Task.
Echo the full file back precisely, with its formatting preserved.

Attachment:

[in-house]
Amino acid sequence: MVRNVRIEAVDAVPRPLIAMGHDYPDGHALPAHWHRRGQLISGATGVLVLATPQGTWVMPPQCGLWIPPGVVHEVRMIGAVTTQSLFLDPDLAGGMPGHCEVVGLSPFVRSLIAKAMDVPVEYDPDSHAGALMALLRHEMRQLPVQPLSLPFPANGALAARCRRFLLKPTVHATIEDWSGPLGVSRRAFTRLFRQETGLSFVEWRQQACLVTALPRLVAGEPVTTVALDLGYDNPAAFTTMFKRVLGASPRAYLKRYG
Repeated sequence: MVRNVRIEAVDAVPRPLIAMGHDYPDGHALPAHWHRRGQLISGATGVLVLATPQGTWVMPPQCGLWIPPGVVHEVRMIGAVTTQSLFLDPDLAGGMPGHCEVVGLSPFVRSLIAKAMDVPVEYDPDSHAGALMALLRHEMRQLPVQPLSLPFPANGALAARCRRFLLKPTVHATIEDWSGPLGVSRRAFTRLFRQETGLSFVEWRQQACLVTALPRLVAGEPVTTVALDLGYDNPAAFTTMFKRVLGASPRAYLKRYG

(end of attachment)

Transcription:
[in-house]
Amino acid sequence: MVRNVRIEAVDAVPRPLIAMGHDYPDGHALPAHWHRRGQLISGATGVLVLATPQGTWVMPPQCGLWIPPGVVHEVRMIGAVTTQSLFLDPDLAGGMPGHCEVVGLSPFVRSLIAKAMDVPVEYDPDSHAGALMALLRHEMRQLPVQPLSLPFPANGALAARCRRFLLKPTVHATIEDWSGPLGVSRRAFTRLFRQETGLSFVEWRQQACLVTALPRLVAGEPVTTVALDLGYDNPAAFTTMFKRVLGASPRAYLKRYG
Repeated sequence: MVRNVRIEAVDAVPRPLIAMGHDYPDGHALPAHWHRRGQLISGATGVLVLATPQGTWVMPPQCGLWIPPGVVHEVRMIGAVTTQSLFLDPDLAGGMPGHCEVVGLSPFVRSLIAKAMDVPVEYDPDSHAGALMALLRHEMRQLPVQPLSLPFPANGALAARCRRFLLKPTVHATIEDWSGPLGVSRRAFTRLFRQETGLSFVEWRQQACLVTALPRLVAGEPVTTVALDLGYDNPAAFTTMFKRVLGASPRAYLKRYG